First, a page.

New Zealand’s War on Rats Could Change the World
Before they were brought to New Zealand in the 13th century, the only land mammals in the country were bats and local birds could roam free. Today much of New Zealand, “has been so denuded of birds that their melodies feel like a rare gift,” writes Ed Yong in an article for The Atlantic. Many species now persist only in offshore islands where predators have been successfully eradicated”.
“In recent years, many of the country’s conservationists and residents have rallied behind Predator-Free 2050” – “an extraordinarily ambitious plan to save the country’s birds by eradicating its invasive predators.” So far no country, anywhere in the world, has managed such a task in an area that big, as reported in the article.
It all started in 2007 with retiree Les Kelly, who “conceived a bold plan to purge introduced pests and championed it through a self-created lobby group called Predator-Free New Zealand. Two years later regionally famous physicist Paul Callaghan mentioned the idea in a rousing speech at Zealandia and in 2015 ecologist James Russell and three colleagues wrote a paper in which they laid out the benefits of eradicating pests nationwide. It was then that the government got on board.
“By coincidence, the rise of the Predator-Free 2050 conceit took place alongside the birth of a tool that could help make it a reality – CRISPR, the revolutionary technique that allows scientists to edit genes with precision and ease,” writes Yong.
According to the article the gene-editing technology could help – or it could trigger an ecological disaster of global proportions. Some scientists, “see the potential for ecological catastrophe, beginning in an island nation with good intentions but eventually enveloping the globe,” writes Yong.
“We could just use the tech today but it would be infinitely expensive. We need new control techniques that would be orders of magnitude cheaper. And that’s when we get into questions about CRISPR,” said Russell.
“Applications are vast, but so are the risks. In theory, gene drives spread so quickly and relentlessly that they could rewrite an entire wild population, and once released, they would be hard to contain. If the concept of modifying the genes of organisms is already distasteful to some, gene drives magnify that distaste across national, continental, and perhaps even global scales,” reports the article.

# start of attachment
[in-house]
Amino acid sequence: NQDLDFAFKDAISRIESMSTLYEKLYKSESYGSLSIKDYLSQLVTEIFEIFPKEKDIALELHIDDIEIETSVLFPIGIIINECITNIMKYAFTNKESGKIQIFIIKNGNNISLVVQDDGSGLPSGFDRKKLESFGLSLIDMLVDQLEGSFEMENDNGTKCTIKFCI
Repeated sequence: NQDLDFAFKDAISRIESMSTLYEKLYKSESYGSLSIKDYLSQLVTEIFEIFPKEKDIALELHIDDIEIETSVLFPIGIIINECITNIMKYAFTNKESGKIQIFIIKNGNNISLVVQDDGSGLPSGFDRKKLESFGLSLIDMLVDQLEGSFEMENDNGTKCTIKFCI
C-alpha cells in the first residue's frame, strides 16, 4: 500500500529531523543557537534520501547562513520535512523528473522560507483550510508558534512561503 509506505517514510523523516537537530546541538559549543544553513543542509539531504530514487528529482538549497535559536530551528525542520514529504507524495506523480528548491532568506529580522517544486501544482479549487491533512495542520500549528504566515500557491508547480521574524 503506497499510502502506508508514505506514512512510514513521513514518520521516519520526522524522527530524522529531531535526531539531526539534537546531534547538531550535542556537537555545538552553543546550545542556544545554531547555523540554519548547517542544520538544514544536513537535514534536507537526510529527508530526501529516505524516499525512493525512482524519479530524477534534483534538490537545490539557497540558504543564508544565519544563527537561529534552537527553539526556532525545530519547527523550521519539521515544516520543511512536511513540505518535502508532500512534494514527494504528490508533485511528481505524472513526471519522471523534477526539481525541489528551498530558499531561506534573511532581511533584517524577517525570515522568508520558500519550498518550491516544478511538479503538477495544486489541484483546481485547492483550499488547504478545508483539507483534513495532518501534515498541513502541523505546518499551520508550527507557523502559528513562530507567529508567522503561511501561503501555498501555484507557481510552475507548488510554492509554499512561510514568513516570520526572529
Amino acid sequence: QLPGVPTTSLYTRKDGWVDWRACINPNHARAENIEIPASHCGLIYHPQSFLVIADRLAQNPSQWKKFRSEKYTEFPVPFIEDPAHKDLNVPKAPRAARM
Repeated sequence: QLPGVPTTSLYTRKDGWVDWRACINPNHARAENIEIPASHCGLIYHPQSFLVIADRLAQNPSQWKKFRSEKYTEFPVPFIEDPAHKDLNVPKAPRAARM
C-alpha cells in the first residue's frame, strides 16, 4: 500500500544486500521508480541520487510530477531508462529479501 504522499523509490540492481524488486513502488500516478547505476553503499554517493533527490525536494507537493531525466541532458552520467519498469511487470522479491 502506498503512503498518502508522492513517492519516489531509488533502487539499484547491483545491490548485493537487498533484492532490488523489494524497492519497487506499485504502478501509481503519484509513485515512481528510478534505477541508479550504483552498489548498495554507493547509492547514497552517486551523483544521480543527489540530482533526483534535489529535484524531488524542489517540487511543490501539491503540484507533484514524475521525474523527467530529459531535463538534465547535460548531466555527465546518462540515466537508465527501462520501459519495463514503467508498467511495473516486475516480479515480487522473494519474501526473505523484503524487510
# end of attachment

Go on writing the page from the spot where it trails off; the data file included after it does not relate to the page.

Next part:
Kevin Esvelt, a biologist at MIT, who drew the Venn diagram laying out several possible uses for gene drives – including “to control invasive species—like rats,” now says it was “profoundly wrong” to suggest it. He “has now “shown that gene drives are even more invasive than he expected” through mathematical simulations conducted with colleagues at Harvard.
“Even the weakest CRISPR-based gene drives would thoroughly invade wild populations, if just a few carriers were released.” “If conservationists tried to eliminate rats on a remote island using gene drives, it would only take a few strongly swimming rodents to spread the drive to the mainland—and beyond.”
“Together with Neil Gemmell from the University of Otago, who is advising Predator-Free 2050, Esvelt has written an opinion piece explicitly asking conservationists to steer clear of standard gene drives,” reports the article.
“Russell agrees with a precautionary approach but he isn’t ready to dismiss gene drives yet” as he “feels that Esvelt’s simulations overestimate the risk that such drives would establish themselves in the wild.”
Despite the buzz around gene drives in New Zealand’s conservation circles, there are no concrete plans to actually use them, according to the article. “There is currently no research being conducted in New Zealand to develop gene drives for Predator-Free targets, nor are there any plans for such research in the near future,” said Andrea Byrom, director of New Zealand’s Biological-Heritage National Science Challenge.
“Regardless of the technology that Predator-Free 2050 eventually settles on, there’s no question that such measures are needed,” writes Yong. And “New Zealand is far from the only country grappling with these issues. Over the last seven centuries, 60 percent of the vertebrates that have disappeared from the planet have disappeared from islands—and in half of those cases, invasive species are the culprits.”
“If Predator-Free 2050 makes the right choices, it can indeed change the world—but not with an unstoppable wave of gene-drive rodents. Instead, it’ll show other nations that islands can be protected, that invasive pests can be eradicated, that vanishing wildlife can be saved—even at scales once thought impossible.”
Article Source: The Atlantic, Ed Yong, November 17, 2017
Image Source: Wikipedia